• The example combination module illustrated in FIGS. 3-5 is suitable for configurations in which the distance between the content source 508 and the television 106 is within the operating range set forth by the A/V signal specifications (i.e., no signal regeneration/extender electronics are necessary to ensure that a sufficiently strong signal reaches television 106). To accommodate longer distances between the source and receiving ends, some embodiments of the combination module may also include integrated signal regeneration components. FIGS. 6A-6C are diagrams illustrating front, rear, and side views, respectively, of an example combination module 602 that includes an A/V signal receiver module 616. Similar to the combination module 324, combination module 602 includes an AC power receptacle 612 housed within a top section of a module housing 620. The AC power receptacle 612 connects to building main AC power via push-in connectors 624 or screw connectors 626 located on the back side of the module, and provides AC power to an outlet 606 that faces through faceplate 604. An A/V signal port 608 faces through the lower portion of faceplate 604. Although depicted as an HDMI port in FIGS. 6A and 6B, A/V signal port 608 may comprise substantially any type of A/V signal port (e.g., VGA, USB, DVI, DisplayPort, Thunderbolt, RJ-45, RJ11, etc.).
  • A/V signal receiver module 616 is housed in the lower section of the module housing 620, and comprises A/V signal extender circuitry (e.g., an HDMI, HDBaseT, or DisplayPort extender chipset, or other signal conditioning and amplification electronics) configured to amplify weakened signals received via the A/V signal input port 618 on the rear side of the combination module 602. In this example, A/V signal input port 618 is an RJ-45 port for receiving HDBaseT signals over category cable (e.g., CAT-5, CAT-6, etc.). In some embodiments, the A/V signal receiver module 616 can also correct signal timing to comply with HDMI signal specifications.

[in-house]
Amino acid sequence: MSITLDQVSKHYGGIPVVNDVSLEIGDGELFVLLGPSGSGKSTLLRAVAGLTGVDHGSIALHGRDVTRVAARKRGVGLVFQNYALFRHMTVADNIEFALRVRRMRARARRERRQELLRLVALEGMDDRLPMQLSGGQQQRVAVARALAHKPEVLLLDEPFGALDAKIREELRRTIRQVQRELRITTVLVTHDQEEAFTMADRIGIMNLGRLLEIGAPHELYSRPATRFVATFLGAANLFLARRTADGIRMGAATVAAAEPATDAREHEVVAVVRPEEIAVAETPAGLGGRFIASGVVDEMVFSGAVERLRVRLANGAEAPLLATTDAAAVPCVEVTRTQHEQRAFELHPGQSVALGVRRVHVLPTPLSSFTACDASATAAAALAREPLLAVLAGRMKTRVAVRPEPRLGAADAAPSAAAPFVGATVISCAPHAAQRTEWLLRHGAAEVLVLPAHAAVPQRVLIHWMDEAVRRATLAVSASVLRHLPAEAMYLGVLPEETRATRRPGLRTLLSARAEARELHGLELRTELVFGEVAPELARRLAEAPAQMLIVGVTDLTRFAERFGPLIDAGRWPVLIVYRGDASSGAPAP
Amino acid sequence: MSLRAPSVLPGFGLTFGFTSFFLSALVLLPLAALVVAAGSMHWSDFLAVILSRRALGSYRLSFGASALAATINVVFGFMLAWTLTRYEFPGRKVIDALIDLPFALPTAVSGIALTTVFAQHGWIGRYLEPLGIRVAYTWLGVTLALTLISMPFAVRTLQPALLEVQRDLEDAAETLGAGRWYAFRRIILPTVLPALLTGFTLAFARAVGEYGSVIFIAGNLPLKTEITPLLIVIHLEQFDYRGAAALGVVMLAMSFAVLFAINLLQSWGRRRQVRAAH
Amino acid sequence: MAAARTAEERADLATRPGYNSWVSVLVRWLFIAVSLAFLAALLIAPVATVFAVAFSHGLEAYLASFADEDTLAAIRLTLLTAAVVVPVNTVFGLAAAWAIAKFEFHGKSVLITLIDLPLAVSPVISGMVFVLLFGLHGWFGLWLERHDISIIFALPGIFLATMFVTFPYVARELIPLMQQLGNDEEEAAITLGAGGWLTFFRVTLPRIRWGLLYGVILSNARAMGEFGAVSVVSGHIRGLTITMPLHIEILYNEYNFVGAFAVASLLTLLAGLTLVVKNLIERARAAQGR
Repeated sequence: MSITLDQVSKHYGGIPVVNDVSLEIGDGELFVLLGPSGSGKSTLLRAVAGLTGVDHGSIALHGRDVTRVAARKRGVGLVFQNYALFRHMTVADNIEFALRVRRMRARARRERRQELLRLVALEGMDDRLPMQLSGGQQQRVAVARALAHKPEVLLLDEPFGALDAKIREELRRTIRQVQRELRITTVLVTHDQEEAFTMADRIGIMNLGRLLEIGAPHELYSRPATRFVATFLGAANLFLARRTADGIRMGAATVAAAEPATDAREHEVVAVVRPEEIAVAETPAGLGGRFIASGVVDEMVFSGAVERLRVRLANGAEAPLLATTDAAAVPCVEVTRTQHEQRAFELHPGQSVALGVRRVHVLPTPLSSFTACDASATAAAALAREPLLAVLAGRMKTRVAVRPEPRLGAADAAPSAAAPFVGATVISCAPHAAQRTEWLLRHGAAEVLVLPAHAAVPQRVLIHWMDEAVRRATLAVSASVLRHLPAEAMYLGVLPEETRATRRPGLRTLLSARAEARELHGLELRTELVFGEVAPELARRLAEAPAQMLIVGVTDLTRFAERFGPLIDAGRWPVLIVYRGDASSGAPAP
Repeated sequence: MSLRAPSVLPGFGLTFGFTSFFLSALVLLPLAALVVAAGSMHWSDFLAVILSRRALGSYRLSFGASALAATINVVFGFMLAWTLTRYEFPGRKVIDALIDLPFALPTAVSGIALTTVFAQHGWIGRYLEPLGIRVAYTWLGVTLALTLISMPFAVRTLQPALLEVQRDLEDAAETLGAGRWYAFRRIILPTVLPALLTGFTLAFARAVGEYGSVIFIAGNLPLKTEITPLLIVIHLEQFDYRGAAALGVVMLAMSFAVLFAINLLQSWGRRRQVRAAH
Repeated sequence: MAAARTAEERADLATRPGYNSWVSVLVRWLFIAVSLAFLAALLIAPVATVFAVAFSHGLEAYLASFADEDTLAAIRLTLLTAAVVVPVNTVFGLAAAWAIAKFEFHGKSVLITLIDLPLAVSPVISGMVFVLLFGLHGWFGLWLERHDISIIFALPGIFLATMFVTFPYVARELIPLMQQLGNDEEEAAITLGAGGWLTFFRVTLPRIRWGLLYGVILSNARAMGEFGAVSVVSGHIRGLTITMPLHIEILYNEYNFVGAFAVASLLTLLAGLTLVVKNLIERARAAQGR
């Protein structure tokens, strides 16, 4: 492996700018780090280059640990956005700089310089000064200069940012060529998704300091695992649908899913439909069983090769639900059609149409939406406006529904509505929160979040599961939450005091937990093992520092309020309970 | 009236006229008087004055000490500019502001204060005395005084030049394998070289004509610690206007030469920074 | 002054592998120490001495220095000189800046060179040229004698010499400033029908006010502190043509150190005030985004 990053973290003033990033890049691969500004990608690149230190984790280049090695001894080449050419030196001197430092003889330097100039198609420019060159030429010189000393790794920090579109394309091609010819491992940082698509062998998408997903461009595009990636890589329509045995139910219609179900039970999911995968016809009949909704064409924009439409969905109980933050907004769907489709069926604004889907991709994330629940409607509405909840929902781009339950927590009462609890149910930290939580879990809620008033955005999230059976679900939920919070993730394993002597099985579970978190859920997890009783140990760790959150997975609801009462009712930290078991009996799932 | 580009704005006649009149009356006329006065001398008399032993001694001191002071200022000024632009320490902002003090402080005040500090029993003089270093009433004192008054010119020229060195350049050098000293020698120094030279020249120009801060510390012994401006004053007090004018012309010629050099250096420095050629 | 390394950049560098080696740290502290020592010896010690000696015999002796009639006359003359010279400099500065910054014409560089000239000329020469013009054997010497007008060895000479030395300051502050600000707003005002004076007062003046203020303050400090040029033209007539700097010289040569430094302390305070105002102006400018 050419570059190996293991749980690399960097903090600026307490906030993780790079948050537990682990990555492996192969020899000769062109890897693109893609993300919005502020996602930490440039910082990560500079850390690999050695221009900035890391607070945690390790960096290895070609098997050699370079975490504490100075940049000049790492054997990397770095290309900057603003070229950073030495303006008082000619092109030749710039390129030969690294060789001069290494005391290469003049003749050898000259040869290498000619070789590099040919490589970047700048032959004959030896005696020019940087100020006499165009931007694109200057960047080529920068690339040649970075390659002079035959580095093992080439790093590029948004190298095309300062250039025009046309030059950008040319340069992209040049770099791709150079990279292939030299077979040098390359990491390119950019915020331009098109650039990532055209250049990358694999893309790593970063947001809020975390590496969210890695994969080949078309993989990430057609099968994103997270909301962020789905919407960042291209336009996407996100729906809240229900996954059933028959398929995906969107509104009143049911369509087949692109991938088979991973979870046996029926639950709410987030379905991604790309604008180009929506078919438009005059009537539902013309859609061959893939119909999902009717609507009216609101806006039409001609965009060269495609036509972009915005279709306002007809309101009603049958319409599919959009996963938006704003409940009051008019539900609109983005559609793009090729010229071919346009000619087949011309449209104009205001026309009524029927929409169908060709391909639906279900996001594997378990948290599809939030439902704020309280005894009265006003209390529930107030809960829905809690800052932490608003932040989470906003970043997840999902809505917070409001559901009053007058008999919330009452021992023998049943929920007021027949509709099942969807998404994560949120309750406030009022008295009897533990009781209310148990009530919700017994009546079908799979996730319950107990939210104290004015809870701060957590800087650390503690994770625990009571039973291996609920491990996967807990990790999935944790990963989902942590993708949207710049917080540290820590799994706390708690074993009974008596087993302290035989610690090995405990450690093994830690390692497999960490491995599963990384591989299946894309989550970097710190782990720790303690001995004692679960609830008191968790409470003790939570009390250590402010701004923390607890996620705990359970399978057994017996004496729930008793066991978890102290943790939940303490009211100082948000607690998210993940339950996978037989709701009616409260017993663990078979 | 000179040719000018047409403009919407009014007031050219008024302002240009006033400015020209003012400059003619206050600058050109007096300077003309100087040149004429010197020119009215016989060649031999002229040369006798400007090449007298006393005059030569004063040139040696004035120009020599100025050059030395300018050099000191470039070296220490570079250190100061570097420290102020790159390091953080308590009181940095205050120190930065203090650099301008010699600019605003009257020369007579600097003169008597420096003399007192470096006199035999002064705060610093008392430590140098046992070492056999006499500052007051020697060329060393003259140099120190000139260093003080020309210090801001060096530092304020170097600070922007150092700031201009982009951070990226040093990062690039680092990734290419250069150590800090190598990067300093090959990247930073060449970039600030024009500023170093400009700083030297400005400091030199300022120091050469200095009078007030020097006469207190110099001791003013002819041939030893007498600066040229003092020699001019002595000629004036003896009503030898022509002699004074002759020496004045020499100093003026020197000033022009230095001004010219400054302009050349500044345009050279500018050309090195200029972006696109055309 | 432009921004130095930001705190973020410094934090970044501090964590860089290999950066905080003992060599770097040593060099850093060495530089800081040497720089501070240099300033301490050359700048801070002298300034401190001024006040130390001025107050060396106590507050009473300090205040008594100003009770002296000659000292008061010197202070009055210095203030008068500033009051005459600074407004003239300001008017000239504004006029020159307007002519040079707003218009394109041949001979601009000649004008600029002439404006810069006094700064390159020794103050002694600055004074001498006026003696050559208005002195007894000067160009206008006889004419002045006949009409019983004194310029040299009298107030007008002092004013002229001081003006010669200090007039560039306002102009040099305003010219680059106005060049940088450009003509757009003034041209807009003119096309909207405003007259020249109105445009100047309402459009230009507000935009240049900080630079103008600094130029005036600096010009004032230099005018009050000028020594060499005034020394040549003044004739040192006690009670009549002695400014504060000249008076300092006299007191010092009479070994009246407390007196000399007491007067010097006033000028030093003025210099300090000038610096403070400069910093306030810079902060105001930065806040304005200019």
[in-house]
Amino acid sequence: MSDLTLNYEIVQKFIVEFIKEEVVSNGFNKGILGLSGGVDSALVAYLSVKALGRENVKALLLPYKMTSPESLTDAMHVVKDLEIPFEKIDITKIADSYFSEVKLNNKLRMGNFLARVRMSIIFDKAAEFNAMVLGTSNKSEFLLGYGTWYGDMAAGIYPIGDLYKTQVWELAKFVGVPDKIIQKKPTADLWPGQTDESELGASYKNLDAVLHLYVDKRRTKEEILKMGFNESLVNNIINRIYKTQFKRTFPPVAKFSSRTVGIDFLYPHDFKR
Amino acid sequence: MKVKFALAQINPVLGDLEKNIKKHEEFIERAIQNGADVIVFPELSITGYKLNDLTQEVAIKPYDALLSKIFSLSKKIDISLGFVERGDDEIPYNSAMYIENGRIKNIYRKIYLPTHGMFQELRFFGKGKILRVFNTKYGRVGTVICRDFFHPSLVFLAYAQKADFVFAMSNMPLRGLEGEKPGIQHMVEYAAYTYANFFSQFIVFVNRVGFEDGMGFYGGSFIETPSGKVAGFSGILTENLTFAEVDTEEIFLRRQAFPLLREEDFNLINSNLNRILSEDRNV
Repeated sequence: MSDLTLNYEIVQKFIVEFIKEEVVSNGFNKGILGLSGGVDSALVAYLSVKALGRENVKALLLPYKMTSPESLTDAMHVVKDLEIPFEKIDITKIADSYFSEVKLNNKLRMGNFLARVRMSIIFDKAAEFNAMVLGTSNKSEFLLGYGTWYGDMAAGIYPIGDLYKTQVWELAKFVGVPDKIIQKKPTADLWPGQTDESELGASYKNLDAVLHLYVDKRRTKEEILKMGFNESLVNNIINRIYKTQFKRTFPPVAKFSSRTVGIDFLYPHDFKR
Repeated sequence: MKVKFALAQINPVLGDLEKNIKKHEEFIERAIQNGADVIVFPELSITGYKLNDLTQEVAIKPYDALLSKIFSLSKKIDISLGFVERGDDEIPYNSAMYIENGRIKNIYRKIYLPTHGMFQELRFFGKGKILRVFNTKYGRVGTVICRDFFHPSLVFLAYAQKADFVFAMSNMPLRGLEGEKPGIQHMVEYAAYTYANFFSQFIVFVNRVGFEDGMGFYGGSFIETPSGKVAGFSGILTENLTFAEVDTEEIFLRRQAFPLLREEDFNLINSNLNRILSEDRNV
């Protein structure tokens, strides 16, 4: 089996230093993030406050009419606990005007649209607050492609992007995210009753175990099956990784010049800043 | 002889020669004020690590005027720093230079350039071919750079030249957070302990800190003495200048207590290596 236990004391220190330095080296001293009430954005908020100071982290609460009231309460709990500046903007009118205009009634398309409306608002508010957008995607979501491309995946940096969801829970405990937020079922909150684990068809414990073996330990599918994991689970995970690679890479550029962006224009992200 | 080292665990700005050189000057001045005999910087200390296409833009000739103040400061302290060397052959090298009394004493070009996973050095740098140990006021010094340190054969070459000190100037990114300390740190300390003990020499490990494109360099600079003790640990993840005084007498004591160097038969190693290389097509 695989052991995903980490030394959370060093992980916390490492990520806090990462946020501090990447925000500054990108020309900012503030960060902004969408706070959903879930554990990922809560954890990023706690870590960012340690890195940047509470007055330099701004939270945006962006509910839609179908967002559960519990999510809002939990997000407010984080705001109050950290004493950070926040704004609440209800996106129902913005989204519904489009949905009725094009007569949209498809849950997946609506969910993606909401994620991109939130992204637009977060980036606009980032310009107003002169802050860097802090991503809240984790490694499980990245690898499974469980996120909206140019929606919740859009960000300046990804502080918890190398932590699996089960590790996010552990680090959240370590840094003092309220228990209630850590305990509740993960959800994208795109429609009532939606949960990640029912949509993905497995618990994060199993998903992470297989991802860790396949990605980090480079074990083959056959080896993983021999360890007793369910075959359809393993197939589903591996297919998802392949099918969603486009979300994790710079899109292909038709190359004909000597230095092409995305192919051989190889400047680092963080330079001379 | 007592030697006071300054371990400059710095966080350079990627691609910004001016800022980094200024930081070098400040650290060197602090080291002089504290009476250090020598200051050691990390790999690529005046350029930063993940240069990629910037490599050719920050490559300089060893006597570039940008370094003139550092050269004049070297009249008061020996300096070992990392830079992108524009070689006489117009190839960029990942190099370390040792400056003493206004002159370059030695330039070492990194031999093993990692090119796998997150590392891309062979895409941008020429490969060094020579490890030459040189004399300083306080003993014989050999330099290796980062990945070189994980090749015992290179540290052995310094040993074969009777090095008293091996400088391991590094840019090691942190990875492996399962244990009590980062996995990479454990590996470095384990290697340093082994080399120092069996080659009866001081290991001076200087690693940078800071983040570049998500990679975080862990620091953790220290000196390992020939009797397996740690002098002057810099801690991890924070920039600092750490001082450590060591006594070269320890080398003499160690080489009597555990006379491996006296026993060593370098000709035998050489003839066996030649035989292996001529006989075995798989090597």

• To provide power to the A/V signal receiver module 616, an AC-to-DC power converter 614 is housed in the upper portion of the module housing 620 and is electrically connected to AC power receptacle 612. When the AC power receptacle 612 is connected to main AC power, power converter 614 converts AC power from the receptacle to DC power—e.g., 120 AC volts (VAC) to 3.3 DC volts (VDC)—which is fed to A/V signal receiver module 616 via an internal connection 628.